After surviving a night filled with powerful winds that forced Prof. Börk to seek refuge in one of the SUVs, we quickly broke camp down and set out for the third day of our tour.
As we travelled, we took in the unique road signs that so appropriately captured the likely perils: "Dust Hazard," "Blowing Dust," "cow" (image of cow), "truck" (image of truck). While all noteworthy, an Amber Alert sign programmed to read "Deer Migration" remained the favorite because one student mistakenly, or perhaps wishfully, read it as "Beer Migration."
Associate Dean Jeffrey E. Proske discusses details about the Joshua tree's relationship with its environment.
Stopping at a lovely roadside Joshua tree, our resident botany expert Prof. Proske provided a brief glimpse into the ecology of Joshua trees including their unique symbiosis with the yucca moth. The sole pollinator of Joshua trees, yucca moths rely on Joshua trees to harbor their eggs. Additionally, we learned about the threat posed by persistent climate change induced drought which is harder on young Joshua trees because they lack the more extensive root structures of their mature counterparts.
After a very close vote where students were forced to make a nearly unconscionable choice between a hike to a waterfall and hunting for trilobites, a single vote determined the outcome. Hunting for trilobites won! However, the victors would have to wait for their time in the rock pile. The day was just getting started and there was so much more to see.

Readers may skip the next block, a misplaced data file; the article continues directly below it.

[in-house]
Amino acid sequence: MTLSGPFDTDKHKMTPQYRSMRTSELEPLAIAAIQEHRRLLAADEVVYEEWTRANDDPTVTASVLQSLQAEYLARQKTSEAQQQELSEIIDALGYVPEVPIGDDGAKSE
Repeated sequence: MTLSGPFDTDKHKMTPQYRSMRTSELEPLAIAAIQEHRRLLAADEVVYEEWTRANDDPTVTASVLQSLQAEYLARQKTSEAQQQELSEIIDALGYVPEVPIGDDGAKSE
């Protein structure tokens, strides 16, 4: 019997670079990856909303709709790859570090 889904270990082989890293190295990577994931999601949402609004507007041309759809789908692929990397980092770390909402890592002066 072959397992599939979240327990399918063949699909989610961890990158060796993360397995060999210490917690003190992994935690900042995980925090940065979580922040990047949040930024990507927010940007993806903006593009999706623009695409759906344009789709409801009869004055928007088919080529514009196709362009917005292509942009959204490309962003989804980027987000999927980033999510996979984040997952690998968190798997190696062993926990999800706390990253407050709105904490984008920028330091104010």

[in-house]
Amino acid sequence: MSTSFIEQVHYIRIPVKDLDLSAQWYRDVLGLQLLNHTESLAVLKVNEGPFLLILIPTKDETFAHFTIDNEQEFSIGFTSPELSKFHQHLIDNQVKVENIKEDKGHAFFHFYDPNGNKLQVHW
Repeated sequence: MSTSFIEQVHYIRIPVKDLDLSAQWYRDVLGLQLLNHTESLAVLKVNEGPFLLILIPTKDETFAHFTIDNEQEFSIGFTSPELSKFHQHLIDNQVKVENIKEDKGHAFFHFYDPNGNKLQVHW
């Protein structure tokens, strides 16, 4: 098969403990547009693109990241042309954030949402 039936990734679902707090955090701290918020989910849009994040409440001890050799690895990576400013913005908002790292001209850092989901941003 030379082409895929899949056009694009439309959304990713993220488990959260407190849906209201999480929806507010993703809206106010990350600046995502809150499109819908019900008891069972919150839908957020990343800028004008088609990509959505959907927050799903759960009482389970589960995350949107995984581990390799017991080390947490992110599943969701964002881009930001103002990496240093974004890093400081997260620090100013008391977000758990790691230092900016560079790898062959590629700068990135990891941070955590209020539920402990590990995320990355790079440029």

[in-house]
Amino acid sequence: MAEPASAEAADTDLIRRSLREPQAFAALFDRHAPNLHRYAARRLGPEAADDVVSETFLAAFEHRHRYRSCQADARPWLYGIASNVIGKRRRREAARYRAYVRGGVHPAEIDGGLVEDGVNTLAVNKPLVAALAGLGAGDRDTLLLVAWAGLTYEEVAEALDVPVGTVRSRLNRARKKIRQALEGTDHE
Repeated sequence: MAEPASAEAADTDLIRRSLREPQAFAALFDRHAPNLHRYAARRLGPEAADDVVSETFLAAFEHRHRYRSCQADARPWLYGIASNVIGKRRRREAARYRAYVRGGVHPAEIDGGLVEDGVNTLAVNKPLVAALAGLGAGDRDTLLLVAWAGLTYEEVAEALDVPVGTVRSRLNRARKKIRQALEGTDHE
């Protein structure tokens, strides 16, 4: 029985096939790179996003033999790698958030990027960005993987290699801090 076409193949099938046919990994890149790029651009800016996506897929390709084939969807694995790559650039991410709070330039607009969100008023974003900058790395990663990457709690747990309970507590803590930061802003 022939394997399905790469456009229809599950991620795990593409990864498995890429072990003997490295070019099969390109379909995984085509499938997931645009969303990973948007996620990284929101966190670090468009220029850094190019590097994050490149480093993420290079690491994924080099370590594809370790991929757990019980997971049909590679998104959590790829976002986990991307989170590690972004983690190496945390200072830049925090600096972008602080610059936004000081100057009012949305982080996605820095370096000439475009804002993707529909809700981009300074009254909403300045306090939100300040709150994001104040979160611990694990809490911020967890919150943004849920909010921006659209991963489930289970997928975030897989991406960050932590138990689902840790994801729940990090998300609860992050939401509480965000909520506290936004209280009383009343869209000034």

One of the views from the Father Crowley Monument.
Our next stop was the Father Crowley Monument with its spectacular view of Rainbow Canyon, the Panamint Valley, and Panamint Range. Here, students presented on Environmental Justice and Climate Change. In particular, students looked at cases brought by citizens that sought to address the impact of global climate change. The presentation noted the effect of climate change on multiple species, including Joshua trees.
Stovetop Wells Sand Dunes at Death Valley.
The trip soon went downhill as we descended into Death Valley. While it wasn't one of the record 134-degree days, it was hot enough when we arrived at the Stovepipe Wells Sand Dunes. Adventurous students ventured far into the dunes, perhaps in search of some rare type of sand that could not just as readily be found near the parking lot. The large water jugs we brought with us were in high demand as students topped off their water bottles before we left what was perhaps the trip's ultimate hot spot.
A blue water pool at Ash Meadows National Wildlife Refuge.
From there we travelled to Ash Meadows National Wildlife Refuge, paused for some lunch and presentations, then made our way out to a small brilliant blue pool that provides the home for the endangered Ash Meadows pupfish. Looking down from the platform above, students attempted to glimpse one of the small silvery fish, but at under an inch in length this was a pretty big challenge. Nevertheless, some students are quite certain they spied a pupfish flitting about in the water below. A very magnanimous Prof. McCaffrey went to the visitor center and filled out the requisite paperwork (and paid a fee) to adopt a pupfish. As of yet, Prof. McCaffrey has not revealed the lucky pupfish's name.